Even as the conflict between Bodos and alleged Bangladeshi immigrants continues in Assam, the Centre has told the Supreme Court that it would not be possible to delete the names of doubtful voters on the basis of their religious or linguistic profiles.
It also denied allegations made by an NGO that over 40 lakh illegal migrants from Bangladesh had managed to get their names entered into the electoral rolls. Responding to a public interest litigation filed by Assam Public Works, the ministry of home affairs (MHA) filed an affidavit before the apex court – stating that acting in accordance with the petitioner’s prayer would be unconstitutional. The petitioner had also sought the deportation of illegal migrants, whose names were entered into the voters’ list.
The affidavit was placed before a bench of Justice P Sathasivam and Justice Ranjan Gogoi, and November 6 was fixed as the date for hearing the matter further. In the document, the Centre also promised to “weed out illegal migrants” from the state.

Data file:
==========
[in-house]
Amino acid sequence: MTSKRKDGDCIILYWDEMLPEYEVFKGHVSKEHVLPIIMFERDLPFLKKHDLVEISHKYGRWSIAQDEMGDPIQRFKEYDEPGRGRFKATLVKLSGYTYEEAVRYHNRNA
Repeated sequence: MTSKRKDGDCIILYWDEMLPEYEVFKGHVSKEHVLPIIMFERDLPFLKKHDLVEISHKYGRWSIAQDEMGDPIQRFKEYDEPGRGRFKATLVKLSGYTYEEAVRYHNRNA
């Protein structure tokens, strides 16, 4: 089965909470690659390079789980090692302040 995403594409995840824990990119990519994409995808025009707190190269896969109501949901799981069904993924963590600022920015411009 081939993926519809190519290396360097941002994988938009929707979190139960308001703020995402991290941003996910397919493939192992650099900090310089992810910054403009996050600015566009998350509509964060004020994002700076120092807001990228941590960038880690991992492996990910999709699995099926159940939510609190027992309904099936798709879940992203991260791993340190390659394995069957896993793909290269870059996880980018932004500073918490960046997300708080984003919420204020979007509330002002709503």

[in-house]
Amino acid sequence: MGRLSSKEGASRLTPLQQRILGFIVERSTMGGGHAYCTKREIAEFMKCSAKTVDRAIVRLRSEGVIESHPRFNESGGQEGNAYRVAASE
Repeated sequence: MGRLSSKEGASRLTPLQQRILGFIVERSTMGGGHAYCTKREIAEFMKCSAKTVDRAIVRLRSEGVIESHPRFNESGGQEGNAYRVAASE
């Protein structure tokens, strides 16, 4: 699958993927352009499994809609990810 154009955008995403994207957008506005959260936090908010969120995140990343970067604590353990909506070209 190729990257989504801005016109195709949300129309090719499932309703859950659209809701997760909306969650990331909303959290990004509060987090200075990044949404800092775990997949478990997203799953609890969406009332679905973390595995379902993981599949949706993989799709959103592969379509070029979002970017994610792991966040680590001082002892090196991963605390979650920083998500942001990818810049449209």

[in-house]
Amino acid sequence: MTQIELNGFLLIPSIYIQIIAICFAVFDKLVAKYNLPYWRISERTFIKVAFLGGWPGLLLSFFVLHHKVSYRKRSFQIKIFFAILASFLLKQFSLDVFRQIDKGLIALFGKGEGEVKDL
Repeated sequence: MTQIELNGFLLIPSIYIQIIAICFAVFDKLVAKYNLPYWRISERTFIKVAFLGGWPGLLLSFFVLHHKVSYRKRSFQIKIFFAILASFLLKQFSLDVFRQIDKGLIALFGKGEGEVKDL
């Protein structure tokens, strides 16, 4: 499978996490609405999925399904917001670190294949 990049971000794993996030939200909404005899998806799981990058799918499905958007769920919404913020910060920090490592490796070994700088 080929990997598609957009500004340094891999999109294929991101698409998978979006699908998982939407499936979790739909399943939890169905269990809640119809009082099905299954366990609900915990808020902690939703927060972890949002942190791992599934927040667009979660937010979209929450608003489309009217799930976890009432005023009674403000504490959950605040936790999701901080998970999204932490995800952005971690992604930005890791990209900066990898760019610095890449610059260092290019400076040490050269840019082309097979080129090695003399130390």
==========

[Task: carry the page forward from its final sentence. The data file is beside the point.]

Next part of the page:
“That the proposed modality suggested by the petitioner NGO to identify and delete alleged doubtful voters from the voter list 2006, based on religious and linguistic profiling, is prima facie illegal, arbitrary and a violation of the secular and democratic fabric of lndia,” the MHA’s affidavit read.
The Centre, on the other hand, said it has developed a system to identify doubtful voters by listing their names in Category D, disallowing them from voting and standing for elections. The Centre denied the NGO’s claim that the abnormal growth in electoral rolls implied that it contained the names of illegal Bangladeshi immigrants, calling it “presumptuous”.
It said efforts were on to curb illegal infiltration, and the BSF has been equipped with modern equipment for this purpose.